Animal cruelty creates concerns and issues


Photo by Ava Biederman

At the Woodbury Humane Society, animals that need assistance when handing have an orange triangle sticker on their description sheets. Mars the cat has one. Some of the time, animals with this sticker have been abused in the past. It is a great way to show what kind of qualities these animals may have.

Animal cruelty has been an issue for years. Pet owners and animal lovers need to use resources to learn more and spread awareness to help.

Animal cruelty is split into two main categories: active cruelty and passive cruelty. Active cruelty involves physically harming an animal. This can often include hitting, kicking, branding, or harming an animal physically in any other way. Passive cruelty is neglect, including dehydration or starvation.

Animals need help because they are unable to stand up for themselves. As an animal, they are not able to talk or speak to communicate that they need help. Pet owners and animal lovers have a job to ensure animals are well taken care for and loved. Showing an animal love can go such a long way for the pet.

“You want to show that animal all the love that they give you because they are only in you life for a short amount of time but your in theirs their whole life,” junior Hailee Krumwiede said.

While pet owners may not have the same pet for their entire life, owners are in a pets for most, if not all of is life. Animals deserve a good happy life and they should be treated with such.

Once an animal has a trauma happen to like abuse, they tend to behave differently, just like a person would. Pets may put a guard up and become very protective of their space. There are all different behaviors that an animal may have, pets may have extreme aggression or become very timid and scared. Although if an animal is exhibiting these behaviors it does not necessary always mean abuse.

Krumwiede was once attacked by a dog when volunteering at the Humane Society. She was trying to clean his cage, and he latched onto her arm and would not let go. However, she understood his fear and actions because she went into his safe space. Many animals that undergo a traumatic incident like cruelty may show signs similar to this behavior.

There are some signs people can look for in animals that may need help. They can range from all sorts of issues. Not every animal that shows some of these signs means they were or currently are being abused.

“The most obvious signs of animal abuse might be injuries such as broken bones, unusual bruising, and head trauma. For a patient that may come in for injuries some of the more subtle signs might be a dog tethered in a backyard for an extended period of time,” veterinarian Melissa Haase said.  

Many people who abuse an animal tend to have a rough past. According to Petpediachildren who were sexually abused are five times more likely to inflict abuse on an animal. While children 10 years or older that abuse an animal, are two to three more times likely to have been abused in the past. However if someone was abused in anyway, that does not immediately mean they will abuse animals.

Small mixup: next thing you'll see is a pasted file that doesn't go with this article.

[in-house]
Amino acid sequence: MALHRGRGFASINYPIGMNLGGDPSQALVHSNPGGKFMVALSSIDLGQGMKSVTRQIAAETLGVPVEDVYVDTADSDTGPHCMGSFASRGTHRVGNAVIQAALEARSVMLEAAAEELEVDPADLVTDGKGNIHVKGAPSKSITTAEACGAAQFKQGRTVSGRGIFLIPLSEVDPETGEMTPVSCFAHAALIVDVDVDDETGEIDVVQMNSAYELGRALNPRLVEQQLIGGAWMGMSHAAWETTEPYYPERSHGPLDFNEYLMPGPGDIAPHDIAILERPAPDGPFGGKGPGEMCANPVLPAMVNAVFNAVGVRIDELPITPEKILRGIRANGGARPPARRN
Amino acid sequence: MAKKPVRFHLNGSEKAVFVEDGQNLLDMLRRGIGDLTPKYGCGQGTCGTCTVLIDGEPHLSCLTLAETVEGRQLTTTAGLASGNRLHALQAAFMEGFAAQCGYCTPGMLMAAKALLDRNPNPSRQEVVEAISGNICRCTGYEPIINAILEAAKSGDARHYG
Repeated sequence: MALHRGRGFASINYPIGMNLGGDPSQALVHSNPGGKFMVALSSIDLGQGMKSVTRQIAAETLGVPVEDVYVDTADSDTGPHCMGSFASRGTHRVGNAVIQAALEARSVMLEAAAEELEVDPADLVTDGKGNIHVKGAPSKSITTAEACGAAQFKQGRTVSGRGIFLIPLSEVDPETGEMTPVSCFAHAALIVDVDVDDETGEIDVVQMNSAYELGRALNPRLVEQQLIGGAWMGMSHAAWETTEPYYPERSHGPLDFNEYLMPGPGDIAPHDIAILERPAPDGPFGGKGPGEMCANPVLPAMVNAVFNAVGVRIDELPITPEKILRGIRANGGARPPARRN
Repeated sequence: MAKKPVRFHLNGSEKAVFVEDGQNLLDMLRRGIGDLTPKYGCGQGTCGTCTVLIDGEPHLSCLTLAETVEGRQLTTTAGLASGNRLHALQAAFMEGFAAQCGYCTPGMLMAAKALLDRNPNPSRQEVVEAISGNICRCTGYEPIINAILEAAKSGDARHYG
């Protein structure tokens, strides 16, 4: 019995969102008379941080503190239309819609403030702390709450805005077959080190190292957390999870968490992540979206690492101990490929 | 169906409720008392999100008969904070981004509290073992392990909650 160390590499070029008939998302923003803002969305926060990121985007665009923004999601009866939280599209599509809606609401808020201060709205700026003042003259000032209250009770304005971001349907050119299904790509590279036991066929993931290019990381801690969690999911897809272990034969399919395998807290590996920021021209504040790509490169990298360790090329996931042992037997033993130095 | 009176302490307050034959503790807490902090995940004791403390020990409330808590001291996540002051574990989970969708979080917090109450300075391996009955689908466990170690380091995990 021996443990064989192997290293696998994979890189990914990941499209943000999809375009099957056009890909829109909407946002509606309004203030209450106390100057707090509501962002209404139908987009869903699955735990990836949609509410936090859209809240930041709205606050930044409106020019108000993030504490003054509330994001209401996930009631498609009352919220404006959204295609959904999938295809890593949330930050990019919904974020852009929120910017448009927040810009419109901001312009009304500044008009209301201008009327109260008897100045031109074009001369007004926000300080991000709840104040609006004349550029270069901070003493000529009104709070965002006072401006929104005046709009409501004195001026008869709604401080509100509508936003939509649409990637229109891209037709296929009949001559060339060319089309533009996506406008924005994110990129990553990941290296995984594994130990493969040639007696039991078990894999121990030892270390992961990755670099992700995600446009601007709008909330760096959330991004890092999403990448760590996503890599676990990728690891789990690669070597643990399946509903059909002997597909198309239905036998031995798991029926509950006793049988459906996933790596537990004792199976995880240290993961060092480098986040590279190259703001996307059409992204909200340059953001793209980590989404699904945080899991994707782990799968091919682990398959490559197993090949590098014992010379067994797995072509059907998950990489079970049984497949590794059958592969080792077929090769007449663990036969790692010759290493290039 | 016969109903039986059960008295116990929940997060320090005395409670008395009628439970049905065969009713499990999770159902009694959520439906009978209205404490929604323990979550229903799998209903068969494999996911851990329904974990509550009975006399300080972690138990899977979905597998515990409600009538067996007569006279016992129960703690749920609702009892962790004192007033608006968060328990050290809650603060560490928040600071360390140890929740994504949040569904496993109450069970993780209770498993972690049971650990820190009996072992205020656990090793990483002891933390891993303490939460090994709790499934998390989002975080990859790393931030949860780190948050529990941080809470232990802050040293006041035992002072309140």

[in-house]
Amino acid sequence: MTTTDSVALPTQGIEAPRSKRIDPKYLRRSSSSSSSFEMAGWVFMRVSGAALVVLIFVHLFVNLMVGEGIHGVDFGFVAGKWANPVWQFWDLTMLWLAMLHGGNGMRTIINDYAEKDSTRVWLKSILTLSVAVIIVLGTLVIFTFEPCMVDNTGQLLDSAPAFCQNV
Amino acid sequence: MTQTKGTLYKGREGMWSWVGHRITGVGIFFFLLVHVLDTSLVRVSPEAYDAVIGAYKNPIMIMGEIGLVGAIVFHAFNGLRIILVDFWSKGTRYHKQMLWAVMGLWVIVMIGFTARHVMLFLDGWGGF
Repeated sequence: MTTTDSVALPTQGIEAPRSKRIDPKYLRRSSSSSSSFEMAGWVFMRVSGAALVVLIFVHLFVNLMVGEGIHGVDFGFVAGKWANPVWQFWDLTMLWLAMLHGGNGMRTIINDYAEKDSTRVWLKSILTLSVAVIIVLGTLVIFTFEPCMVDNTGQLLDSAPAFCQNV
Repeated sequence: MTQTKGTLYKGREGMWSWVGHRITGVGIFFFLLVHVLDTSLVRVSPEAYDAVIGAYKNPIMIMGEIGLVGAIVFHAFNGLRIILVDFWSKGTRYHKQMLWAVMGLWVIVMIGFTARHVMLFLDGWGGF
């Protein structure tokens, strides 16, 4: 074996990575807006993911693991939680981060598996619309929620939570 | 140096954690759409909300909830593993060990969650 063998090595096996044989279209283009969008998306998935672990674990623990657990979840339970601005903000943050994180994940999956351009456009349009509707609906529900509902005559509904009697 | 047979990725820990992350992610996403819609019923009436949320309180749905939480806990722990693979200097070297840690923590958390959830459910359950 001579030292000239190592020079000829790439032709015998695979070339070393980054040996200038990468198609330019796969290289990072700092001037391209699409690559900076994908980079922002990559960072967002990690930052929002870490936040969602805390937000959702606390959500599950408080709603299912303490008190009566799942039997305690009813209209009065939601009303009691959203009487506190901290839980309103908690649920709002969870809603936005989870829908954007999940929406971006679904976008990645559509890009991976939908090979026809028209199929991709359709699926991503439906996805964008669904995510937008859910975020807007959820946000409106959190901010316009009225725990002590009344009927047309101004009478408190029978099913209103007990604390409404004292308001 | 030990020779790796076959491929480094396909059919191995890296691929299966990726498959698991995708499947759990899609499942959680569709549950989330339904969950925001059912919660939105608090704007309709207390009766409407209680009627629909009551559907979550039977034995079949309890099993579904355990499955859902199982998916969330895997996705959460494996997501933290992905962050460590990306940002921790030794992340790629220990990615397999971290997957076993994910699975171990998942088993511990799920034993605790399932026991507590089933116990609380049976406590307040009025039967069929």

“I think a lot of it can boil down to learned behavior,”  senior Olivia Carter said. A lot of the time animal abusers had something happen that drove them to do this action.

There are different things that vets can do to help an animal in need. Depending on the situation, there are different things vets can do.

“If we had to report someone for animal abuse, we would contact the County Animal Control or the sheriff and so since I work in Ramsey County, we would either contact the sheriff or their animal control equivalent or police,” Haase explained. 

“As for dealing and treating with the patients. We try to treat them without judgment in the moment. Make sure that they get the best care and then if we feel that if the patient needs a welfare check, we could probably call the police and ask them to do a welfare check,” Haase said. 

Most animal abuse happens in rural areas. Owners may  treat barn cats or dogs like they should not. They still need care and to be taken into the veterinarians’. They are just as much of a pet as any other pet that lives in the house full time.

“A lot of people think a barn cat is just a barn cat. They’re not going to bring it in for care. Some of my colleagues in the southern part of the county, get animals dropped off on their doorstep frequently, and they’re thin and not well fed and have a lot of skin issues,” Haase explained.

Animal abuse is a continuous problem that has no solution as of now. Pet owners, animal lovers and vets need to work together to help bring a solution. People can use resources like the internet to bring awareness donate, and learn more.